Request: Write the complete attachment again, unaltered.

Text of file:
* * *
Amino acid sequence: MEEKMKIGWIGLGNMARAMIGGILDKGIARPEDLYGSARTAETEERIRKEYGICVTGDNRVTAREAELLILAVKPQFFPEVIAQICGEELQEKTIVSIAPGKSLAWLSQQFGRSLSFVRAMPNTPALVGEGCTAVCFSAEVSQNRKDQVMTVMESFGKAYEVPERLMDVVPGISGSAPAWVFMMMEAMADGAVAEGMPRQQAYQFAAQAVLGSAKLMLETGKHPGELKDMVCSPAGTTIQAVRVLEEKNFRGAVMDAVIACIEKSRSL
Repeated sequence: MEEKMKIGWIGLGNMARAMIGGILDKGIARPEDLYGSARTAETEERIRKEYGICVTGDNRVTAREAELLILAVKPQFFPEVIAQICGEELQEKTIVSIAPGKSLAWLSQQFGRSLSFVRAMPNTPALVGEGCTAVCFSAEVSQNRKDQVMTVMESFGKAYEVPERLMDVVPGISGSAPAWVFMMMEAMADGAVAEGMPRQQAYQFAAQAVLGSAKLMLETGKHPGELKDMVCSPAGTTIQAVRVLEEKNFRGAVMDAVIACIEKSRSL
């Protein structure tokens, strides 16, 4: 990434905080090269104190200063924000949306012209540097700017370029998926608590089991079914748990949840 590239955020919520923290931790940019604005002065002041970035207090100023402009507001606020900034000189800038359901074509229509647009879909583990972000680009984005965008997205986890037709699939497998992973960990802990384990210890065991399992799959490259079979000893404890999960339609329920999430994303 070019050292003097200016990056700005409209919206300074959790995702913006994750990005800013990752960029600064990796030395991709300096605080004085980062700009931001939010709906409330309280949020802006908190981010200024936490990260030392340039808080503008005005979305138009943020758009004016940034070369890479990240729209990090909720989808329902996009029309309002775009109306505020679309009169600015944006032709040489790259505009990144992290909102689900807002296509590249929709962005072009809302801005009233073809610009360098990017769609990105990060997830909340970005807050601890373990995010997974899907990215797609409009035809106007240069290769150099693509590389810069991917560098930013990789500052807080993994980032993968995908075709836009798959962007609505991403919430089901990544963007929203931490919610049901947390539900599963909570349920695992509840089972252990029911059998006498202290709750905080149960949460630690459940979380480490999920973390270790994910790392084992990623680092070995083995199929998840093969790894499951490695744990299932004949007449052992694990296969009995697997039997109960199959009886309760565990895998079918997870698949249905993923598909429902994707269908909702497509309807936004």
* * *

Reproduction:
Amino acid sequence: MEEKMKIGWIGLGNMARAMIGGILDKGIARPEDLYGSARTAETEERIRKEYGICVTGDNRVTAREAELLILAVKPQFFPEVIAQICGEELQEKTIVSIAPGKSLAWLSQQFGRSLSFVRAMPNTPALVGEGCTAVCFSAEVSQNRKDQVMTVMESFGKAYEVPERLMDVVPGISGSAPAWVFMMMEAMADGAVAEGMPRQQAYQFAAQAVLGSAKLMLETGKHPGELKDMVCSPAGTTIQAVRVLEEKNFRGAVMDAVIACIEKSRSL
Repeated sequence: MEEKMKIGWIGLGNMARAMIGGILDKGIARPEDLYGSARTAETEERIRKEYGICVTGDNRVTAREAELLILAVKPQFFPEVIAQICGEELQEKTIVSIAPGKSLAWLSQQFGRSLSFVRAMPNTPALVGEGCTAVCFSAEVSQNRKDQVMTVMESFGKAYEVPERLMDVVPGISGSAPAWVFMMMEAMADGAVAEGMPRQQAYQFAAQAVLGSAKLMLETGKHPGELKDMVCSPAGTTIQAVRVLEEKNFRGAVMDAVIACIEKSRSL
């Protein structure tokens, strides 16, 4: 990434905080090269104190200063924000949306012209540097700017370029998926608590089991079914748990949840 590239955020919520923290931790940019604005002065002041970035207090100023402009507001606020900034000189800038359901074509229509647009879909583990972000680009984005965008997205986890037709699939497998992973960990802990384990210890065991399992799959490259079979000893404890999960339609329920999430994303 070019050292003097200016990056700005409209919206300074959790995702913006994750990005800013990752960029600064990796030395991709300096605080004085980062700009931001939010709906409330309280949020802006908190981010200024936490990260030392340039808080503008005005979305138009943020758009004016940034070369890479990240729209990090909720989808329902996009029309309002775009109306505020679309009169600015944006032709040489790259505009990144992290909102689900807002296509590249929709962005072009809302801005009233073809610009360098990017769609990105990060997830909340970005807050601890373990995010997974899907990215797609409009035809106007240069290769150099693509590389810069991917560098930013990789500052807080993994980032993968995908075709836009798959962007609505991403919430089901990544963007929203931490919610049901947390539900599963909570349920695992509840089972252990029911059998006498202290709750905080149960949460630690459940979380480490999920973390270790994910790392084992990623680092070995083995199929998840093969790894499951490695744990299932004949007449052992694990296969009995697997039997109960199959009886309760565990895998079918997870698949249905993923598909429902994707269908909702497509309807936004």